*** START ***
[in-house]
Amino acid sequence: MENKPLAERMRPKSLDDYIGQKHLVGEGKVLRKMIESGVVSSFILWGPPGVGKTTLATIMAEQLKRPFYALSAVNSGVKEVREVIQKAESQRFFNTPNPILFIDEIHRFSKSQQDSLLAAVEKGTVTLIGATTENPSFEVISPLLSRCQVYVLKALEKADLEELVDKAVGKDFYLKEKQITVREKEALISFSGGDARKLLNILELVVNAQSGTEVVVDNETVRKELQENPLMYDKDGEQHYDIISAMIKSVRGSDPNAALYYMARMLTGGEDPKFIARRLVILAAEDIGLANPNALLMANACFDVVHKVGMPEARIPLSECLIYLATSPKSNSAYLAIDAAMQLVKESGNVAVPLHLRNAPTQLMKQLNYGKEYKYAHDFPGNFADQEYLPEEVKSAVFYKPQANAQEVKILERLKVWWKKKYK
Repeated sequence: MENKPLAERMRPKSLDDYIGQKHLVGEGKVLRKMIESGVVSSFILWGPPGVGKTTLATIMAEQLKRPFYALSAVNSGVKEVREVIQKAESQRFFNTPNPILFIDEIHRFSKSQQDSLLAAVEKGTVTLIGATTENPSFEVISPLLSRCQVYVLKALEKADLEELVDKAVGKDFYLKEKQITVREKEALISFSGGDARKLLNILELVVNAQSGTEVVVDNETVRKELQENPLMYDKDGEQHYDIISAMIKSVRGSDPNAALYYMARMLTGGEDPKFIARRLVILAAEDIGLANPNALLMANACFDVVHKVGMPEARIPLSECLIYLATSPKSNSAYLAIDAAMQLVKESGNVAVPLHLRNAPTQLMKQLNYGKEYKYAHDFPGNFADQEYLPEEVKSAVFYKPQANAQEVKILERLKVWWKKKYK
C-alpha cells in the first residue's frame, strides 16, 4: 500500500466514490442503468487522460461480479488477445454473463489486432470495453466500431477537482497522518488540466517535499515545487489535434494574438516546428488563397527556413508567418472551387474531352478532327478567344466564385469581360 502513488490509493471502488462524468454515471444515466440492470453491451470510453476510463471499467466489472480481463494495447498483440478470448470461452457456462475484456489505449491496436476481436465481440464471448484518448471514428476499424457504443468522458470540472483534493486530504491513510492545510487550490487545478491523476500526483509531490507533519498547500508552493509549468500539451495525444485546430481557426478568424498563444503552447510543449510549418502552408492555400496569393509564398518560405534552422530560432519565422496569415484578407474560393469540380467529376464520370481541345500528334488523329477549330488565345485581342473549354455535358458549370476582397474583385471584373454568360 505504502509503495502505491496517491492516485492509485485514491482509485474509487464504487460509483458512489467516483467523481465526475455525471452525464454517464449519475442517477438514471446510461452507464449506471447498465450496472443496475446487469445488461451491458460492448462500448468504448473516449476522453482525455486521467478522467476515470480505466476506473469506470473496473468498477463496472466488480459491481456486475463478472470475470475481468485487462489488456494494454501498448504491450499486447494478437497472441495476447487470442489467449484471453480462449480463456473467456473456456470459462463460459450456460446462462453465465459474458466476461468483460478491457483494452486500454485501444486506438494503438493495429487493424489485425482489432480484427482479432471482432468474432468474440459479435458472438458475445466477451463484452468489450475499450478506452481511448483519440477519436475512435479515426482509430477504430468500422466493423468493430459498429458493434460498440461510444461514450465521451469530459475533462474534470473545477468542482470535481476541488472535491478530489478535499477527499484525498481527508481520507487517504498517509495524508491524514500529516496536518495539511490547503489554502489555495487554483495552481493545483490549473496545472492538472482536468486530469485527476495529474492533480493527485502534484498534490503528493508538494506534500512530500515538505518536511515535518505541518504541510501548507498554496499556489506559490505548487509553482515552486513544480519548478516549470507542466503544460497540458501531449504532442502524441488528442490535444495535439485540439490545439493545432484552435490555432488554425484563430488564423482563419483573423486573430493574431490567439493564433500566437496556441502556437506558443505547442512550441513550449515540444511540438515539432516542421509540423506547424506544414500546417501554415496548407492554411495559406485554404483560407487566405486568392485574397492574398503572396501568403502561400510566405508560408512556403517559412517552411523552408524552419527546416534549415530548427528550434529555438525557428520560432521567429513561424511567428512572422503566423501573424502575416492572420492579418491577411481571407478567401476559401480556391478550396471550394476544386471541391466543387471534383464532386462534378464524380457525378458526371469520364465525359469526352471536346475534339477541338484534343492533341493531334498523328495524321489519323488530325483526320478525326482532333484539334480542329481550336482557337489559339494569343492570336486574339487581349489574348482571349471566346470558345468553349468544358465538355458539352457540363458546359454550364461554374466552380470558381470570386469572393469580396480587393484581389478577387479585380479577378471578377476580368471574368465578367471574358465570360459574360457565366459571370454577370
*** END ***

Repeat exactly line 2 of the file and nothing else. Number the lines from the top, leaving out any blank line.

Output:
Amino acid sequence: MENKPLAERMRPKSLDDYIGQKHLVGEGKVLRKMIESGVVSSFILWGPPGVGKTTLATIMAEQLKRPFYALSAVNSGVKEVREVIQKAESQRFFNTPNPILFIDEIHRFSKSQQDSLLAAVEKGTVTLIGATTENPSFEVISPLLSRCQVYVLKALEKADLEELVDKAVGKDFYLKEKQITVREKEALISFSGGDARKLLNILELVVNAQSGTEVVVDNETVRKELQENPLMYDKDGEQHYDIISAMIKSVRGSDPNAALYYMARMLTGGEDPKFIARRLVILAAEDIGLANPNALLMANACFDVVHKVGMPEARIPLSECLIYLATSPKSNSAYLAIDAAMQLVKESGNVAVPLHLRNAPTQLMKQLNYGKEYKYAHDFPGNFADQEYLPEEVKSAVFYKPQANAQEVKILERLKVWWKKKYK